I have been reading Oswald Chambers’ My Utmost for His Highest for thirty years. One reason I continue to utilize this devotional classic each year is that God continues to speak to me through it each year.
For example, last week I found this paragraph and was convicted by its truth:
Beware of anything that competes with loyalty to Jesus Christ. The greatest competitor of devotion to Jesus is service for him. It is easier to serve than to be drunk to the dregs. The one aim of the call of God is the satisfaction of God, not a call to do something for him. We are not sent to battle for God, but to be used by God in his battlings.
Are we being more devoted to service than to Jesus Christ?
Here’s the ironic part: as soon as I read Chambers’ claim that “the greatest competitor of devotion to Jesus is service for him,” I immediately began thinking of ways to use this insight in “service for him.” I began writing this article as a result. Only after I had begun doing so did it dawn on me that I was doing exactly what Chambers warned us against.
Why did I do this? Why do we do this?
If Satan cannot make us bad
As the saying goes, if Satan cannot make us bad, he’ll make us busy.
He does not want us to serve our Lord, of course. But if we insist, he will lead us to make such service an end rather than a means.
Our churches join the conspiracy. When was the last time someone encouraged you to become less busy at the church so you could spend more time in personal communion with Christ?
When I was a pastor, everyone wanted me to slow down and to stop going to so many meetings—except theirs. They wanted me to be less busy, but they also wanted me to do what they wanted me to do.
Before I began my first pastorate, the interim pastor who preceded me warned me: don’t let them make you their employee. As I began working with our church leaders, I wondered why he was so emphatic on this point since they were very gracious and supportive of my gifts and calling. Eventually, I realized that the greater threat was of my own making: don’t see myself as their employee.
However, when we put this issue in cultural context, we are forced to ask: Why wouldn’t we do this?
The “invisible hand” of capitalism
The Scottish philosopher Adam Smith was the author in 1776 of The Wealth of Nations and is widely considered to be the forefather of capitalistic thinking. The central thesis of his book is that our individual need to fulfill our self-interest results in societal benefit:
Every individual is continually exerting himself to find out the most advantageous employment for whatever capital he can command. It is his own advantage, indeed, and not that of the society, which he has in view. But the study of his own advantage naturally, or rather necessarily leads him to prefer that employment which is most advantageous to the society.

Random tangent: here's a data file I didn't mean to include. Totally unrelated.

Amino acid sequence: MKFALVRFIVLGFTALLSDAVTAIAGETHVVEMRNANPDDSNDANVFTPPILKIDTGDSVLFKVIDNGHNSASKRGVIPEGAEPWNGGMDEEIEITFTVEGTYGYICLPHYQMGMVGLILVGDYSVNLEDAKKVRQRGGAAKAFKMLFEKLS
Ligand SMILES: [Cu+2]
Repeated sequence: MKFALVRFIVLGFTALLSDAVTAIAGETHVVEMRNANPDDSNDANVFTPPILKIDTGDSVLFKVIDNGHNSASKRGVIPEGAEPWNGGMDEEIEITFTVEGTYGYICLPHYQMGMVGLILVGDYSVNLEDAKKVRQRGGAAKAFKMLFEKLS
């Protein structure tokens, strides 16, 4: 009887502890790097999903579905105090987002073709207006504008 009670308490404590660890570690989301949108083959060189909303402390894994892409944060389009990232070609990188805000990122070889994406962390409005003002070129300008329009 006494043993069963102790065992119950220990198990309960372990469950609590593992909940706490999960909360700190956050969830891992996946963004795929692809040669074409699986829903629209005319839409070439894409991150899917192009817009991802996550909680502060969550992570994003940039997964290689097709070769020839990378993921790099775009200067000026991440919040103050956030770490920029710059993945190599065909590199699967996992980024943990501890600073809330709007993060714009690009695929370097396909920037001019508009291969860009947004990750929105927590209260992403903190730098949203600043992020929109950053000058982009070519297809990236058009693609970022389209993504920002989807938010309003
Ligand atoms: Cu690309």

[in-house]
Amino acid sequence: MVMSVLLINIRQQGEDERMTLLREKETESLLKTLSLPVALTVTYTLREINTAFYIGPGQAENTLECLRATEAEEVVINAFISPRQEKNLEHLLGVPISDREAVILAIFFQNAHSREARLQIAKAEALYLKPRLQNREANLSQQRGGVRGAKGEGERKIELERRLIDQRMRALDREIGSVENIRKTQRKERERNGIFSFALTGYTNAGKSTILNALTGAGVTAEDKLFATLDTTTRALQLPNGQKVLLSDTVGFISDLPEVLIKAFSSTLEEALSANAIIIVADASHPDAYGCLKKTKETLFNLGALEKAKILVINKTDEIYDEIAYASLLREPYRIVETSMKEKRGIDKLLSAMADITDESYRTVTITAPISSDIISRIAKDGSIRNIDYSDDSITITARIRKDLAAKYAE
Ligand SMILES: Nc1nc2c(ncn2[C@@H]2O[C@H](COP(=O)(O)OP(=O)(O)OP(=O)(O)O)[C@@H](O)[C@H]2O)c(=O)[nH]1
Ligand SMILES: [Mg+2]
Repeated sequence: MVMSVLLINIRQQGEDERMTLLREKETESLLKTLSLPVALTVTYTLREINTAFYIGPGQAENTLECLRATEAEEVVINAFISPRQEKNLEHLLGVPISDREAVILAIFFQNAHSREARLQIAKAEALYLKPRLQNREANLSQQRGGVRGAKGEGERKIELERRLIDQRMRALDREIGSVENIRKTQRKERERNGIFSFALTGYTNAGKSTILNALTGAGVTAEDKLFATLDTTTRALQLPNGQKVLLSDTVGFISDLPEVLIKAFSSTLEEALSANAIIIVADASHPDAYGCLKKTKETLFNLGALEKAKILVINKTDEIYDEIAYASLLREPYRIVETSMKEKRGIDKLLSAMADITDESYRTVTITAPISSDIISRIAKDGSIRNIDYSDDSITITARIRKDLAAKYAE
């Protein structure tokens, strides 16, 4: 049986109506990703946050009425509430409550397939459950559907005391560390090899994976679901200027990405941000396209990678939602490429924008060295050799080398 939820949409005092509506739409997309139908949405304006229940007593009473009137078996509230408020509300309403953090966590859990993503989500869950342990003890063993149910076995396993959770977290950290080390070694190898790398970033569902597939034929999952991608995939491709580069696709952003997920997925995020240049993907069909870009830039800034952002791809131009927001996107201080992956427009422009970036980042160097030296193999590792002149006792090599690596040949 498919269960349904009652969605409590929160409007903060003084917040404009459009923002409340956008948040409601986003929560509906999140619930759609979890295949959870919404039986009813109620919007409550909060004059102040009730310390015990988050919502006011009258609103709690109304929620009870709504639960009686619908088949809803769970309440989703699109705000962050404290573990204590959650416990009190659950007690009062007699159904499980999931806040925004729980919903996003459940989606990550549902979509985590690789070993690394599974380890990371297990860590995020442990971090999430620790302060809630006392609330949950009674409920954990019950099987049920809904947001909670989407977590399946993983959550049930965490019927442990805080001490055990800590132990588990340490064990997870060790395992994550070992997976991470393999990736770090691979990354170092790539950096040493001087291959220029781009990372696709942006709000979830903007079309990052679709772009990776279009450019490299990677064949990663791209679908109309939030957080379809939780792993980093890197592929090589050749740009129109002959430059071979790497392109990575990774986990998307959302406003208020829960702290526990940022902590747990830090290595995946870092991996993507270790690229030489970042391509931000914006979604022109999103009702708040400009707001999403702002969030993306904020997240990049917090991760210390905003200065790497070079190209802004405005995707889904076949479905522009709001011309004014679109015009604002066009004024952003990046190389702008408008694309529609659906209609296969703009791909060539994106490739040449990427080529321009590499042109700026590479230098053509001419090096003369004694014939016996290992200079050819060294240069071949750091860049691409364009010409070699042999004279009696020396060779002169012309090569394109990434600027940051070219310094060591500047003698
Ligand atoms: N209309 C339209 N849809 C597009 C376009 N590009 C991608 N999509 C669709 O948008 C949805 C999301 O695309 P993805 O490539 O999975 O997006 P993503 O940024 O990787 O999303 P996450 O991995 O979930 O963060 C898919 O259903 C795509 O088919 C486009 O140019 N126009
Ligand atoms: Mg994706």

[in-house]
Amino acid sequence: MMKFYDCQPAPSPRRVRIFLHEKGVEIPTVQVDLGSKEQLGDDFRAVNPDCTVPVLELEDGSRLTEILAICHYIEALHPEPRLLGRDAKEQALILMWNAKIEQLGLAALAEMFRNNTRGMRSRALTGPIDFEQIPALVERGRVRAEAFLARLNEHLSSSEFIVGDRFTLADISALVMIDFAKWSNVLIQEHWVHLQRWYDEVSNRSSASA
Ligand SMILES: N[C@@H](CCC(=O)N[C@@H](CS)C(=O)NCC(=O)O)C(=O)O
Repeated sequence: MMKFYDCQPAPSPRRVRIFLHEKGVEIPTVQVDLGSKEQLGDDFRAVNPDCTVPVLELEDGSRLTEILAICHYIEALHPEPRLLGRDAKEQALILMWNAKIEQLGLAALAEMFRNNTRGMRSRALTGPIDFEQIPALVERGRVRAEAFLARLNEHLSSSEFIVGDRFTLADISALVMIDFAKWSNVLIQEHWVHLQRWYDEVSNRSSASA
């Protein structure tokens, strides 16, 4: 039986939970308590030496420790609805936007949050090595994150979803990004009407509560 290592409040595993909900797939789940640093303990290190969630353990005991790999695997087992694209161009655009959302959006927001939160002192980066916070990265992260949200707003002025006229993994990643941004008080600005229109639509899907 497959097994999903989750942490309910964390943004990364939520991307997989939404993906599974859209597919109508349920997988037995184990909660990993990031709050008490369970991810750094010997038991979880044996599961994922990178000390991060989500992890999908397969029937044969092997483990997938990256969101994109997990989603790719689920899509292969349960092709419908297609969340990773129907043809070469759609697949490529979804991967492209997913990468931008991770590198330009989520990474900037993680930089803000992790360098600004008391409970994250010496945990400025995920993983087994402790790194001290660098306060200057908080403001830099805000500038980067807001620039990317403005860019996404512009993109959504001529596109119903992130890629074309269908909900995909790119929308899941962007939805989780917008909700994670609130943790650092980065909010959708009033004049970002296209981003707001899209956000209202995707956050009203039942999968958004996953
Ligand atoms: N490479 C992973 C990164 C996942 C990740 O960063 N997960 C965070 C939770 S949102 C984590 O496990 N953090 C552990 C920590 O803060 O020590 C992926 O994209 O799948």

Smith called this force the “invisible hand” of the market.
For example, a plumber’s self-interest in supporting his family by installing and repairing plumbing in houses benefits those who live in those houses. My self-interest to fulfill my calling by engaging cultural issues with biblical thinking (hopefully) benefits those who read what I write.
As a pastor, my self-interest in fulfilling my calling by ministering to those I served (hopefully) benefited them. Their self-interest in a church that met their needs led them to make financial contributions that, in turn, supported my family.
In such a transactional context, how are we not the employees of our employers? Why would we not measure ourselves as they see us: as preachers of sermons, managers of programs, and so on?
We can add the Industrial Revolution to the motivational mix with its emphasis on measurable outcomes produced by factories and institutions. The result for pastors is the infamous “3 B’s”: buildings, budgets, and baptisms.
When I was a pastor, I often attended our area pastors’ luncheons on Mondays. Inevitably we would ask each other, “How was your day yesterday?”
We always responded to each question in institutional terms: attendance, response to the invitation, and so on. If our numbers had been down the previous day, I dreaded hearing the question. If we had large crowds, I looked forward to the conversation.
“The truth of who you really are”
The solution to our dilemma lies in another observation by Oswald Chambers: “The one thing for which we are all being disciplined is to know that God is real. As soon as God becomes real, other people become shadows.”
When I am in intimate communion with the living Lord Jesus, I will see myself not as his employee but as his child, loved absolutely and unconditionally by my Father. Then I will want to serve him, not out of my self-interest but out of gratitude for his grace. I will seek his glory, not my own. I will strive to please God, not men.
In this way, my service becomes an act of worship. When I love the Lord with all my heart, soul, mind, and strength, I experience his love for me in return. As a result, I can love my neighbor as myself because I love myself as God loves me.
You are not what others, or even you, think about yourself. You are not what you do. You are not what you have. You are a full member of the human family, having been known before you were conceived and molded in your mother’s womb.
In times when you feel bad about yourself, try to choose to remain true to the truth of who you really are. Look in the mirror each day and claim your true identity. Act ahead of your feelings and trust that one day your feelings will match your convictions. Choose now and continue to choose this incredible truth.
Do you truly know “who you really are” today?